Become an early adopter for machine learning and artificial intelligence

Let’s look at early data-science adopters : Companies like Google, Facebook, Amazon, and Pandora with its genome project fifteen years ago. Most were tech companies, but there were one or two long standing incumbent corporations that were also early adopters

Looking closely, you can see these have long benefitted from using state-of-the-art machine intelligence to leverage data and gain insights into their businesses and customers. They have learned how to better engage with and serve those customers, how to create new products for them, and how to tailor messages for them. As a result, these early adopters have become leaders in their industries, radically increased their ROI, and now control large markets.

Machine Intelligence, fully applied, will exponentially increase the benefits your business derives from its data. When you dig through all your data. create successful machine-intelligence-modelling techniques, and operationalize them throughout your organization, you will have profoundly leveraged your data assets. Transformation will occur everywhere in the enterprise, and many, if not all department, will be able to utilize the customer insights you have obtained.

How successful companies are using Machine Learning to increase revenue

Today, the most innovative companies rely on data-science and machine-intelligence techniques to drive and add value to business processes and user experience. When I ask executive what type of company Amazon is, they usually say, “Amazon is everything.” This is somewhat true, but if you really dig in, you’ll see that Amazon is essentially an enormous supply chain company. They them took their long supply chain and created modelling techniques to optimize data in every link of this chain.

Eventually, this huge, interconnected chain became extremely efficient and better able to serve Amazon’ s customers and users. Amazon perfected machine Intelligence in every part of its large supply-chain structure.

Consider , for Instance, how Amazon optimizes one part of its supply chain , its warehouses. In a medium-size Amazon warehouse or distribution center million of package go in and out every day. Can you imagine one person or even an army of 500 people trying to figure out how to organize millions of packages going in and out of a warehouse efficiently? It’s impossible. By leveraging data with modelling techniques, Amazon warehouses can optimally store and enable those million packages to route in and out to their proper destination.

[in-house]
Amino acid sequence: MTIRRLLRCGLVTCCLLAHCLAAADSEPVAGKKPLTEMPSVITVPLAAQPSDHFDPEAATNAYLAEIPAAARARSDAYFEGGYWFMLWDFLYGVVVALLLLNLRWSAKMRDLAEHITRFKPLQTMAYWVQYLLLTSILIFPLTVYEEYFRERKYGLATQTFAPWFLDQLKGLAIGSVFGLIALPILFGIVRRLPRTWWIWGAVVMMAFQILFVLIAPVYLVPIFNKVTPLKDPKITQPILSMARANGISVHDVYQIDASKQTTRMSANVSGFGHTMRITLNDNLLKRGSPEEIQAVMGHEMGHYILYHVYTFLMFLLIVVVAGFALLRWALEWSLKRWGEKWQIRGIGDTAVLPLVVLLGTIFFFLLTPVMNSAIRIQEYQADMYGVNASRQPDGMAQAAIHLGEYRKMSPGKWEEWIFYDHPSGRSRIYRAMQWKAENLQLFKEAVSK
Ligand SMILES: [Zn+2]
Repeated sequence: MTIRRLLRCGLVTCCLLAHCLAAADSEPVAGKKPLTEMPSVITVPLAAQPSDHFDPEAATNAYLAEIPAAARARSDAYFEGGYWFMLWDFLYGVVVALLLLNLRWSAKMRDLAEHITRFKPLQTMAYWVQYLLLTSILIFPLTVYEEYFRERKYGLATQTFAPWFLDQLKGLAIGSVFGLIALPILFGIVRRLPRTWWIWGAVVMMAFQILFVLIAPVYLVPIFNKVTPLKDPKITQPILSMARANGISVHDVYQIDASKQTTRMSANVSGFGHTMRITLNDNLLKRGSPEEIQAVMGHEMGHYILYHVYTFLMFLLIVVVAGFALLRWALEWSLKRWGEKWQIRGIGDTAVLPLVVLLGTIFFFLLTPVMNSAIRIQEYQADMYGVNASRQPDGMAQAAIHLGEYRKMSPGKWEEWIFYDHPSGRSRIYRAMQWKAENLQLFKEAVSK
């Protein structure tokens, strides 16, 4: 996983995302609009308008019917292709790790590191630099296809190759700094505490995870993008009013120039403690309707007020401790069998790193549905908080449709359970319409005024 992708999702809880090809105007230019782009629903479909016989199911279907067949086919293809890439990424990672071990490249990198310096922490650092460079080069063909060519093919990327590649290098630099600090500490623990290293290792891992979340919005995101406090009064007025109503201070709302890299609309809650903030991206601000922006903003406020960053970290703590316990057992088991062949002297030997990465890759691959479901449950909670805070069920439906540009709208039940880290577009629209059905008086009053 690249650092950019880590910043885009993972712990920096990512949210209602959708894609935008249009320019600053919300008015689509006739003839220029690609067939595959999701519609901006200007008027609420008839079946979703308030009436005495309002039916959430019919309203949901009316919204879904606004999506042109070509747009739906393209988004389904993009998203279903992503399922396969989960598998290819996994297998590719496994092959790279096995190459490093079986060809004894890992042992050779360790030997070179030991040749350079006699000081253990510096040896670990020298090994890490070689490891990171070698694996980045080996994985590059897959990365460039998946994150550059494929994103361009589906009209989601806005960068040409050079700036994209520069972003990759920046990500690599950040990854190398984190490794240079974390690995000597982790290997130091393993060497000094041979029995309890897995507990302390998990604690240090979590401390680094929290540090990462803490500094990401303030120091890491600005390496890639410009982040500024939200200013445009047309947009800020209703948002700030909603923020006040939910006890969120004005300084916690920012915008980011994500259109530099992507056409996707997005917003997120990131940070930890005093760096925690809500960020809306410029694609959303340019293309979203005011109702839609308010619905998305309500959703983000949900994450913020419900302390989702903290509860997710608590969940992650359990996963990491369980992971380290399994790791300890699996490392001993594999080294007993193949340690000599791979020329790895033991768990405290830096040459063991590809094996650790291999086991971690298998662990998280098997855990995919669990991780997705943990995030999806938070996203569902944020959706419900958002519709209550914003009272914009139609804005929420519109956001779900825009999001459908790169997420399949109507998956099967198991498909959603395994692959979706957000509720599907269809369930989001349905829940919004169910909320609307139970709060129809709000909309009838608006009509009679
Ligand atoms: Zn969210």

Alibaba, the Chinese Amazon, does the same thing: employing robots to quickly organize their their large warehouse facilities. Learning Algorithms tell the robots how to organize millions of packages efficiently so that when a truck comes, they can load iy=t quickly and start shipping seamlessly.

Another area, among many others, where Amazon uses modelling techniques is delivering time. Amazon leverages parsed data to tell us exactly when we can expect to see our packages on our doorsteps. They have a long history of shipping items across the world, which provides an enormous amount of data. They also have access to weather data and can predict when their vehicles need maintenance. All this data taken together allows them to predict, with great accuracy, when a package will be at our door.

Netflix has excelled for years at leveraging data to provide movie recommendations. Every time you go to Netflix, you see your movie recommendation on the first screen, and the company has done a great job of making selections you will resonate with. Facebook has also perfected this, finding the right content and advertisement for right users, based on their preferences, by applying machine intelligence techniques to the curated data in its news feed. Google searches do much the same thing. Every time we google something, we get resonant results.

Futurepoof your business with machine learning

Although machine intelligence is already being used today, the potential it holds for business innovation in the future is even more interesting. The future of business innovation has machine intelligence at its core, driving product development and user experience.

A prime example is Nest, the latest generation of thermostat. Products like this are designed from the inside out, not the outside in. Nest is a machine Intelligence device that connects to your phone. It knows when you are close to home because the phone automatically connects to your router, while simultaneously receiving external data, such as the weather. You play with Nest for two weeks, giving it feedback on whether the room temperature is too warm or cold. The machine -intelligence device learns from this input and other data it collects, and after two weeks, you have a device that serves you without your needing to to touch it. Nets must be doing something right since it is already selling millions of units. It’s a product built entirely around machine intelligence at it’s core.

Other examples are Spotify and Amazon Echo. Both rely heavily on machine intelligence techniques to create, sell and make recommendation that serve users better which is why they are popular.

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